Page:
Citing unequal treatment, five ex-Aberdeen Police Dept. employees sue city over sick leave payouts

Suit over sick leave paid to retiring police personnel, not to other, has been brewing for months

Five former Aberdeen Police Department employees have filed a federal lawsuit against the Mayor and City Council, the city's former mayor and its former city manager claiming they were treated unfairly compared to other city employees regarding the payment of unused sick leave upon their retirements.

In addition to naming former Mayor Michael Bennett and former City Manager Douglas Miller as defendants, the suit cites by name six former employees who received sick leave payouts upon retirement that the suit claims should not have been authorized, among them the city's current police chief and another former police officer who later served for a year on the previous city council.

According to court documents, the lawsuit was filed in the U.S. District Court in Baltimore on Dec. 21. Plaintiffs named are Cornis A. Adkins, Albert F. Severn III, Carol Ann Troy, Kevin S. Beall and Marilyn A. Dudley. The plaintiffs, who are represented by J. Paul Karwczyk Jr., of Bel Air, are seeking payments totaling $123,891 and have requested a jury trial.

"The plaintiffs did not receive any pay for their sick leave," Karwczyk said Tuesday.

He said the plaintiffs retired from the police department between July 1, 2014 and July 1, 2015, and that they were "all severely financially impacted" by not receiving their sick leave pay.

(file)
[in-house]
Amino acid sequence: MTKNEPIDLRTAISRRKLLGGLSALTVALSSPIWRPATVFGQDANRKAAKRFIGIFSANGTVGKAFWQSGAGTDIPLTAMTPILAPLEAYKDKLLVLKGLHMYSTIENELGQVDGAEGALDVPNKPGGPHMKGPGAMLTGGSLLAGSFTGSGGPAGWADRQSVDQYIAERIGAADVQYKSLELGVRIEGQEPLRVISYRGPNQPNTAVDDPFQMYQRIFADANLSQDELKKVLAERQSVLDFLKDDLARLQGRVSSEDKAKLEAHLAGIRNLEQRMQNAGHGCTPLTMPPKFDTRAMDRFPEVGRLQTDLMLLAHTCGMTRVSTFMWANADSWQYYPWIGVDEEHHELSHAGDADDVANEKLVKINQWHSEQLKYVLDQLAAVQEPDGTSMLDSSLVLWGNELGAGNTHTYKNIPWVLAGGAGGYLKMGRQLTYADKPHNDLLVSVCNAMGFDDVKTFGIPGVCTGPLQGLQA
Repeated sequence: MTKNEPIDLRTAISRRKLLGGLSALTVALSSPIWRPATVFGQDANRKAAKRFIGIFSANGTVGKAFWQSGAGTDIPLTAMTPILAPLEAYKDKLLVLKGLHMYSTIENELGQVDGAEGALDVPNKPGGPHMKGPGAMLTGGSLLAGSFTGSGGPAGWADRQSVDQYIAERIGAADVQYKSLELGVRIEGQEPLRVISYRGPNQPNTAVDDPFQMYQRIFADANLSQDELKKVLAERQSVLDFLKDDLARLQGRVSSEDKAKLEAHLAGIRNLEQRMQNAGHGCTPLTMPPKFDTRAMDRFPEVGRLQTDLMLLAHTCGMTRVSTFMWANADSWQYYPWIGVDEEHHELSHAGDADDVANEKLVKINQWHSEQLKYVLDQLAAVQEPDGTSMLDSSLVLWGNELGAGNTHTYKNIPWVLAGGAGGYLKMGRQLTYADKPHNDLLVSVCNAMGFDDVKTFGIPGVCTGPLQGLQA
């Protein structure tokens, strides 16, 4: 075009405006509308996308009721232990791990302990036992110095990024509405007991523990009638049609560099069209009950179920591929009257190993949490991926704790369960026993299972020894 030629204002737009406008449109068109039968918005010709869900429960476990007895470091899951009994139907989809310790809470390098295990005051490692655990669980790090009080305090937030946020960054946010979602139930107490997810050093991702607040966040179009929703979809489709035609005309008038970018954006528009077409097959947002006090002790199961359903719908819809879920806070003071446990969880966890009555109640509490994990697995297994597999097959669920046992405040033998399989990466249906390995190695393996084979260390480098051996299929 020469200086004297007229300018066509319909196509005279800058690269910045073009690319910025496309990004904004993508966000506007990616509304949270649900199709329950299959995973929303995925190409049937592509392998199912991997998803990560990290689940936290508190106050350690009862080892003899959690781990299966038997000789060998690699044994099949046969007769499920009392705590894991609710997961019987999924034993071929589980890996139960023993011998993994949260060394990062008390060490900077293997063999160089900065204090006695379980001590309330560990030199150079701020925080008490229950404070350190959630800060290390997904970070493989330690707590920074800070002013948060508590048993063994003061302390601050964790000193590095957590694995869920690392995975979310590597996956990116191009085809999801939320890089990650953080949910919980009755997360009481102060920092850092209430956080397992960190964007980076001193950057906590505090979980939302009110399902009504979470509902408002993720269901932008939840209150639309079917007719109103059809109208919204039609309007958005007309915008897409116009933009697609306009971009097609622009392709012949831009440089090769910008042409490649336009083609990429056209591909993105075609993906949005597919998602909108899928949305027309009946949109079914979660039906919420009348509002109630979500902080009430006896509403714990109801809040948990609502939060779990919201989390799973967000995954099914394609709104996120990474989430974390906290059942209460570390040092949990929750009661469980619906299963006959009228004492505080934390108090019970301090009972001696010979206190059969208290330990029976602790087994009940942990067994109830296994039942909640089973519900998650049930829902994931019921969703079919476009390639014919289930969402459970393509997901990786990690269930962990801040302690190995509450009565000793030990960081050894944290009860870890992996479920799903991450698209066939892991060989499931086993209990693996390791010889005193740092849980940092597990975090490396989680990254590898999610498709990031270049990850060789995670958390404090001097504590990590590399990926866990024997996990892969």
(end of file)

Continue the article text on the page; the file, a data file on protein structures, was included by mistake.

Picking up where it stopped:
The lawsuit has been brewing for several months, and the current mayor and council have had a number of closed sessions to discuss what Mayor Patrick McGrady has said was the likelihood of litigation. He would not, however, discuss specifics.

City Attorney Frederick Sussman said Wednesday that he has not yet seen the lawsuit.

"The city has not received or seen the lawsuit and can't comment on it," he said.

McGrady said the city received a notice the suit had been filed, but he and the City Council have not discussed the suit yet.

"Because its ongoing there's not much we can say," McGrady said. "I'm not going to comment on ongoing litigation."

According to the suit, the Mayor and City Council passed a resolution in September 2010 which eliminated the payment of unused sick leave to a retiring employee, but the city continued to make such payments to certain employees through mid-2015. The five plaintiffs, however, did not receive any such payments when they left during the same period.

None of the four City Council members – Sandra Landbeck, Melvin Taylor, Tim Lindecamp and Steven Goodin – were in office when the resolution was passed. Landbeck has been in office since 2011, including the period when the payouts that are subject of the lawsuit were made. Taylor and Lindecamp were elected in 2015, and Goodin was appointed by the mayor in April to fill the fourth council seat that had been vacant.

McGrady, who made an unsuccessful run for mayor in 2011, was elected to his first term in the November 2015 election, defeating Bennett who had served eight years.

The plaintiffs are members of Fraternal Order of Police Lodge 128, which represents municipal police officers in Harford County and which filed state Freedom of Information Act requests to get city documents showing more than $260,000 was paid, according to a lodge official.